L1 20c Calibration

The Mavic 2 pro camera is known to be photogrammetrically capable. The constraints of the electronic shutter are known and the GSD is covered here: https://billboyheritagesurvey.wordpress.com/2019/05/01/mavic-pro-2-gsd8mm/

Getting optimum modelling from it requires a calibration. Below find the results of a close range image set with auto focus. Further experiments with a bigger target board at a more realistic stand off may give different (and more relevant) results. Using the Mavic as a hand held camera is interesting, the gimbal and vibration damping work well giving sharp shots at 1/30th.

3840 x 2160 px 8bit SDR LCD panel
The calibration set
Exif shows f 2.8, ISO 250, 1/30th
The radial distortion chart suggests a ‘sweet spot’ of about 2000 px diameter in the centre of the image where distortion is under 2 px. With an image area of 3640 x 5460px, roughy a fifth of the image area.
Exif mm
f in px
cx2727.480.813274principal point px
k1-0.01969480.00126486Radial distortion
p10.0002373542.27565e-005Tangential distortion
Agisoft Lens shows slight pin cushion distortion (K1)

About billboyheritagesurvey

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4 Responses to L1 20c Calibration

  1. Robert says:

    Dear Bill,

    Congratulations on a fine blog and thanks especially for this very interesting post. May I ask what software you used to perform the calibration? I eagerly look forward to additional calibration data for the Mavic 2 Pro using a distant target. And if it is not asking too much, would you have any interest in calibrating the Mavic Pro as well?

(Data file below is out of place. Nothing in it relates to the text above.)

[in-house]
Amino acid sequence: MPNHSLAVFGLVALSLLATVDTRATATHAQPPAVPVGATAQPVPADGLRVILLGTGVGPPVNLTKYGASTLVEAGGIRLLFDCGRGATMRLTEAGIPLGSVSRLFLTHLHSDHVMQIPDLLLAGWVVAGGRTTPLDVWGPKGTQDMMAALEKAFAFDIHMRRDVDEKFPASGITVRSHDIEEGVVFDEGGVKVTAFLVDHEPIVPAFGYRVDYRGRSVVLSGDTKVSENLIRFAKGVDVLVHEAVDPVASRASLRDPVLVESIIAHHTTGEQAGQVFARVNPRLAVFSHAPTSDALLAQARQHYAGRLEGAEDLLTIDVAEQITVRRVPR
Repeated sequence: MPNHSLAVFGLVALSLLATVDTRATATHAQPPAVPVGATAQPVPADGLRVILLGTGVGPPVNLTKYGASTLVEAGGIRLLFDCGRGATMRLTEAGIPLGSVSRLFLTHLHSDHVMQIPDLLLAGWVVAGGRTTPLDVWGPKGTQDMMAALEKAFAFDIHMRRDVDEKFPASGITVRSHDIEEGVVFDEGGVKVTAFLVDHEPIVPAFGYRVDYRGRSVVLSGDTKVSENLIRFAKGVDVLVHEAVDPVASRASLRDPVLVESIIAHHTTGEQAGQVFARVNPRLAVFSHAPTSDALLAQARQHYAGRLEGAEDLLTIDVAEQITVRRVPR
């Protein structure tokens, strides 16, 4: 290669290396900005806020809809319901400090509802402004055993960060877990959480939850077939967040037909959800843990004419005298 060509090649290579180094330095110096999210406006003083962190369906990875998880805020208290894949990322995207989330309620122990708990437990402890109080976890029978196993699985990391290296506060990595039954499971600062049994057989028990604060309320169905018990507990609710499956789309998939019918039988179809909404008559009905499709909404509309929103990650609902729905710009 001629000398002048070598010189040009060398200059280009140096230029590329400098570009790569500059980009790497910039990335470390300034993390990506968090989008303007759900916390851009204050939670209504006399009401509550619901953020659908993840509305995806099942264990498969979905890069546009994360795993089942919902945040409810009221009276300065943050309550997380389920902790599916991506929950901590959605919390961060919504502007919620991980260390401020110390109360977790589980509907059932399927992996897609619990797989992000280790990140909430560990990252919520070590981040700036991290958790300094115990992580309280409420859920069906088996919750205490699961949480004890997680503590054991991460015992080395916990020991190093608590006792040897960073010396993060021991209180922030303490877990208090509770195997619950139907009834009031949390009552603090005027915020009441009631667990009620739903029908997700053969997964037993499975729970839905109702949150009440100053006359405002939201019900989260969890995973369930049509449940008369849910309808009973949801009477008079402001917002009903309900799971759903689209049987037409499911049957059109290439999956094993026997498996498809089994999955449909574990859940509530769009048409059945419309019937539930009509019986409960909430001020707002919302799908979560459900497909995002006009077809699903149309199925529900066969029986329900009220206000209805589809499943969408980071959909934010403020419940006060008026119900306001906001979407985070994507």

• The calibration was done in Agisoft Lens.

      The next effort will be with the camera focussed to infinity at f8 or f11. I don’t have the Mavic Pro and the results for it will be very different.


      • Robert says:

        Thanks in advance for making the next effort. I await the results of calibration at infinity.
        Since you are an expert on such matters, would you happen to know whether the aircraft yaw and gimbal yaw given in DJI flight telemetry data and in the EXIF data of photos taken with DJI cameras (in particular the Mavic Pro and Mavic Pro 2) is a true bearing or a magnetic bearing?
        I appreciate your help.

  2. Robert,
    I only have 20 hours on the Mavic2 Pro so I’m afraid I’m hardly an expert!
    From the Exif of this image:

    Absolute Altitude – +84.54
    Flight Pitch Degree – +13.70
    Flight Roll Degree – -3.4
    Flight Yaw Degree – +3.20
    Gimbal Pitch Degree – -32.4
    Gimbal Roll Degree – +0.00
    Gimbal Yaw Degree – +7.10
    Relative Altitude – +80.80

    I assume:
    Altitude is probably barometric difference from RTH GPS value.
    Flight roll is from the IMU
    Flight yaw is from the compass or IMU
    Gimbal pitch from x axis gimbal motor feedback
    Gimbal roll from the y axis gimbal motor feedback
    Gimbal yaw from z axis gimbal motor feedback
    Relative altitude barometric

    based on the likely sensors for each element. The compass deals with the aircraft yaw, the Exif states gimbal deflections so the angles relate to the gimbal independent to the aircraft.

    This is all guess work based on how I understand the Mavic2 systems behave, an inquiry to DJI is more likely to give more precise information on this.

    All the best,

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